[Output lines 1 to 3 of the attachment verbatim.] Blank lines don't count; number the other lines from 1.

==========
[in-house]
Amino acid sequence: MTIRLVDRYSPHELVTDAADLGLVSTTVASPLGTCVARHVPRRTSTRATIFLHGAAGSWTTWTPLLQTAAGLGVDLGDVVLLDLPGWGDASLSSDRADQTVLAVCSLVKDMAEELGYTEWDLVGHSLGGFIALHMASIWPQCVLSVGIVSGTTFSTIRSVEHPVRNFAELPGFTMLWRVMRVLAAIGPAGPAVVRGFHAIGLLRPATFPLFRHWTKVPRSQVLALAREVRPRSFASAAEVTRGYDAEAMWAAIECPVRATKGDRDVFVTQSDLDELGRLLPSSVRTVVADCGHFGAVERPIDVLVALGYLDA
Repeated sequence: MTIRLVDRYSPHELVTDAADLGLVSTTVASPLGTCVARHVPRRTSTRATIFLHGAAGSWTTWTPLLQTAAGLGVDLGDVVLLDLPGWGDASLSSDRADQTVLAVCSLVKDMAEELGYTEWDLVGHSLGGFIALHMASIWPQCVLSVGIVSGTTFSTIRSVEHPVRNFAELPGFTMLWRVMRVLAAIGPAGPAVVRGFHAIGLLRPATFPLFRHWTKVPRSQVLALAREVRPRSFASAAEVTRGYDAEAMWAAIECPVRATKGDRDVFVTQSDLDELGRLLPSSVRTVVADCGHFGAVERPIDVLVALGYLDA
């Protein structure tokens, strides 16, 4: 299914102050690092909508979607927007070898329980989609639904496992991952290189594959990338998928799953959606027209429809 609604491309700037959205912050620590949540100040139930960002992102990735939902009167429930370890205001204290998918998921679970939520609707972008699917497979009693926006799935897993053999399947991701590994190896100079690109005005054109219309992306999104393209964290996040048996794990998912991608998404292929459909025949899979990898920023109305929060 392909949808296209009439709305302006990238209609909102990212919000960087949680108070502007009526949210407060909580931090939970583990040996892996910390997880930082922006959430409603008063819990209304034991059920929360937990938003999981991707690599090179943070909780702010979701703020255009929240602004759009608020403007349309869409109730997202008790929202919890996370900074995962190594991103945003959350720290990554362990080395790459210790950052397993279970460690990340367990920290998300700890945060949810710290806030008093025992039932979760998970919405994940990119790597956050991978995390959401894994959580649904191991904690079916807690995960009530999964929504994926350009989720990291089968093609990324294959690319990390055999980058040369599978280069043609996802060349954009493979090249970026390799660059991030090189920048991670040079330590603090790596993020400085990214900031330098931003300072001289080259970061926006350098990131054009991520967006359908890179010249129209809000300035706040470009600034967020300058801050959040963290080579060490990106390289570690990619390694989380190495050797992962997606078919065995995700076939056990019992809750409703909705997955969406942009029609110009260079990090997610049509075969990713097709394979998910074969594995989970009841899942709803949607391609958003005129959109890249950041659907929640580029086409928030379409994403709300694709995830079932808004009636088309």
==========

[in-house]
Amino acid sequence: MTIRLVDRYSPHELVTDAADLGLVSTTVASPLGTCVARHVPRRTSTRATIFLHGAAGSWTTWTPLLQTAAGLGVDLGDVVLLDLPGWGDASLSSDRADQTVLAVCSLVKDMAEELGYTEWDLVGHSLGGFIALHMASIWPQCVLSVGIVSGTTFSTIRSVEHPVRNFAELPGFTMLWRVMRVLAAIGPAGPAVVRGFHAIGLLRPATFPLFRHWTKVPRSQVLALAREVRPRSFASAAEVTRGYDAEAMWAAIECPVRATKGDRDVFVTQSDLDELGRLLPSSVRTVVADCGHFGAVERPIDVLVALGYLDA
Repeated sequence: MTIRLVDRYSPHELVTDAADLGLVSTTVASPLGTCVARHVPRRTSTRATIFLHGAAGSWTTWTPLLQTAAGLGVDLGDVVLLDLPGWGDASLSSDRADQTVLAVCSLVKDMAEELGYTEWDLVGHSLGGFIALHMASIWPQCVLSVGIVSGTTFSTIRSVEHPVRNFAELPGFTMLWRVMRVLAAIGPAGPAVVRGFHAIGLLRPATFPLFRHWTKVPRSQVLALAREVRPRSFASAAEVTRGYDAEAMWAAIECPVRATKGDRDVFVTQSDLDELGRLLPSSVRTVVADCGHFGAVERPIDVLVALGYLDA